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How to run SimpleHTTPServer on IronPython on Mono

I took some time to write this HOWTO:
http://sparcs.kaist.ac.kr/~tinuviel/...ono-howto.html

IronPython seems to get much less interest than it deserves. This
howto shows how to setup IronPython to use with Mono on Linux and how
to rebuild IronPython from source. It also discusses various patches
to current problems. It also shows that IronPython can run
SimpleHTTPServer today, not a trivial achievement.

Hopefully, more Pythonistas on comp.lang.python will have a look at IronPython.

Here's the excerpt from the howto:

The purpose of this document is twofold: to show how to run
SimpleHTTPServer on IronPython on Mono, and to debunk some myths like:

* IronPython doesn't run on Mono
* IronPython doesn't support Python standard library
* IronPython is a toy

Enjoy!

Seo Sanghyeon
Mar 18 '06 #1
3 2352
Sanghyeon Seo wrote:
I took some time to write this HOWTO:
http://sparcs.kaist.ac.kr/~tinuviel/...ono-howto.html
Thanks for spending the time writing this. Whilst I don't run Mono or
anything similar, new Python documentation is surely a welcome thing.
IronPython seems to get much less interest than it deserves.
[...]
The purpose of this document is twofold: to show how to run
SimpleHTTPServer on IronPython on Mono, and to debunk some myths like:

* IronPython doesn't run on Mono
But it does require recent versions, according to the document.
Requiring the latest stuff straight from the revision control
repository is always an inhibiting factor in the adoption of software.
* IronPython doesn't support Python standard library
* IronPython is a toy


I don't think people really believe either of these any more. However,
the IronPython developers haven't really done a good job at explaining
the benefits of their work, or clearing up potential misconceptions.
For example, take a look at the previously-promoted Web site:

http://www.ironpython.com

It's out-of-date and doesn't mention the current Web site, which is a
mere section of some corporate "community" site for .NET: hardly a good
way of promoting something with (potential for) a fairly decent brand
identity.

Then, consider the licensing situation: whilst IronPython appears to
have a fairly permissive licence [1], Microsoft have decided to put it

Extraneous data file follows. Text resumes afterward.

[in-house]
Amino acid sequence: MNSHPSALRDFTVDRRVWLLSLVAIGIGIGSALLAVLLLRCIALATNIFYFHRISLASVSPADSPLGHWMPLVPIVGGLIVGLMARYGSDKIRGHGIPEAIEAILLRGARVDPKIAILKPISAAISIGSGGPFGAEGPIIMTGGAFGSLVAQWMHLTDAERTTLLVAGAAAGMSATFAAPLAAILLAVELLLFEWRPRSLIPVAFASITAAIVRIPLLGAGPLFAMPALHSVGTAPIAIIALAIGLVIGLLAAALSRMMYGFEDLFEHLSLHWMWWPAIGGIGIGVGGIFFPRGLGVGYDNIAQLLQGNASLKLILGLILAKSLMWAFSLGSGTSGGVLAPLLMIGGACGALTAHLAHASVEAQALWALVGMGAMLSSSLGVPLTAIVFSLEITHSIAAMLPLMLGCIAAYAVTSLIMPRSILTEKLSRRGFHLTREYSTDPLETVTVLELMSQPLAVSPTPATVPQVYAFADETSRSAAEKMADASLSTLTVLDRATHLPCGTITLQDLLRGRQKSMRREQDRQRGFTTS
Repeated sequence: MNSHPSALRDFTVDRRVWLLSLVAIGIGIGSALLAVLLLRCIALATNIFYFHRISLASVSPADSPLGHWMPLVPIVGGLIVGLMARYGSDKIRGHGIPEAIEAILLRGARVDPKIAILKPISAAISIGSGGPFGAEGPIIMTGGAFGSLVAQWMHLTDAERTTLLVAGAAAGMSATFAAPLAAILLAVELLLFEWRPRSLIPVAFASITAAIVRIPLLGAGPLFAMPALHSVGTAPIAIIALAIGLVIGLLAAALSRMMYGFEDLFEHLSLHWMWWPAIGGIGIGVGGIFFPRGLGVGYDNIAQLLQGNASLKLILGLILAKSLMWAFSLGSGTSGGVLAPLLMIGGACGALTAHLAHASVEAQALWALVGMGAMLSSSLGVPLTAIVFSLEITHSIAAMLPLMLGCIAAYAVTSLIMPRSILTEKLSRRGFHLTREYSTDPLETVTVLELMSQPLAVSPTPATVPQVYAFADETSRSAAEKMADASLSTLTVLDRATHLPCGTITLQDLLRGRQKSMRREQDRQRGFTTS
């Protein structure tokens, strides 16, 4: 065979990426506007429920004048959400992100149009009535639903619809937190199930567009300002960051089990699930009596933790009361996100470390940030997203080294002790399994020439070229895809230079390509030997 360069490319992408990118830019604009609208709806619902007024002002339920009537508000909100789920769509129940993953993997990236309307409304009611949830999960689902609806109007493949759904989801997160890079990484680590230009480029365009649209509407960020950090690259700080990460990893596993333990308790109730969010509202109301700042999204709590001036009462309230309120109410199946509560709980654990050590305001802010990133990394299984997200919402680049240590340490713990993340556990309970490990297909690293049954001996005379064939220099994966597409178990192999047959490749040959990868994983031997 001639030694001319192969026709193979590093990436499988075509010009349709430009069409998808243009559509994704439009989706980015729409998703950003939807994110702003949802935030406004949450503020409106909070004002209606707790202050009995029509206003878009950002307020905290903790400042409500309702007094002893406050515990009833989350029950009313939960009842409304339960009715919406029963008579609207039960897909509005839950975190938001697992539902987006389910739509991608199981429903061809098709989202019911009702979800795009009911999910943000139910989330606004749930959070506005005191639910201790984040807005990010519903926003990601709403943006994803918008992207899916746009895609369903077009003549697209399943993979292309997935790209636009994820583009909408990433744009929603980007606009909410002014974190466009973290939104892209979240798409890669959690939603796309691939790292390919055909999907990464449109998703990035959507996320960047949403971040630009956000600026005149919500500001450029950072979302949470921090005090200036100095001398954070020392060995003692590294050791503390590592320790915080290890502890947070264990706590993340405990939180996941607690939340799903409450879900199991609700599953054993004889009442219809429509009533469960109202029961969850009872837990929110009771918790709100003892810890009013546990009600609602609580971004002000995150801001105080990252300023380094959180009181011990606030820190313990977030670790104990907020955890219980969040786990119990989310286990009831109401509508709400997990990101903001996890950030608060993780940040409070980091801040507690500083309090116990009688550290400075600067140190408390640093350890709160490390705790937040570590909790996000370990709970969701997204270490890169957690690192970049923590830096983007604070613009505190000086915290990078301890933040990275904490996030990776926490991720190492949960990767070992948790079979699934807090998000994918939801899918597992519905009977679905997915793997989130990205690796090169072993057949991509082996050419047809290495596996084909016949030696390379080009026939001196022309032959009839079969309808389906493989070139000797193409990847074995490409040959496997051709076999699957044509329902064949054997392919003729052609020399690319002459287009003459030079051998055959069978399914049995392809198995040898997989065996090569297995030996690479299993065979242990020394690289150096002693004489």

under their "shared source" umbrella [2], confusing things
substantially, since that label used to mean that you could
conditionally look at Microsoft's code but do little else with it; even
now they promote three licences, one of which being similar but not
exactly the same as the "Shared Source License for IronPython". With
various existing open source licences, particularly the Free Software
licences, you know where you stand almost straight away. Meanwhile,
confusing, marketing-directed labelling only makes people less certain
about what they're getting into and what's being hidden from them.
However, one benefit of Microsoft's desire to simplify their licensing
is that the resulting compatibility with existing licences has had some
tentative recognition [3].

Finally, there's the issue of the platform. I imagine that many people
regard the debate as being over as to whether Mono and other similar
projects independent of Microsoft are genuinely open, now that various
Free Software-oriented GNU/Linux distributions are planning to
distribute Mono, but the Mono developers don't score any publicity
points for having belittled some fairly legitimate concerns about
things like patent claims related to the various "standards" involved.
For what it's worth, nagging concerns about the Java platform's
openness (especially related to the add-on standards like J2EE) still
linger in the open source community.

One other thing, not any fault of the IronPython developers themselves:
I guess it doesn't help that the canonical implementation of Python -
CPython - keeps growing new features which have already left Jython
struggling to catch up. If IronPython users consider themselves to be
part of the wider Python community, is it a good thing that they're
reliant on Microsoft to keep that community from fragmenting?

Paul

[1] http://lists.debian.org/debian-legal.../msg00089.html
[2]
http://www.microsoft.com/resources/s...elicenses.mspx
[3] http://mail.fsfeurope.org/pipermail/...q4/000120.html

Mar 18 '06 #2
Paul Boddie wrote:
Sanghyeon Seo wrote:
The purpose of this document is twofold: to show how to run
SimpleHTTPServer on IronPython on Mono, and to debunk some myths like:

* IronPython doesn't run on Mono
But it does require recent versions, according to the document.
Requiring the latest stuff straight from the revision control
repository is always an inhibiting factor in the adoption of software.


Yes, it's unfortunate, as I wrote on the howto myself. Of course, you
can
use released version of MS.NET for easier install.

Also note that current release (1.1.13.4) of Mono runs and compiles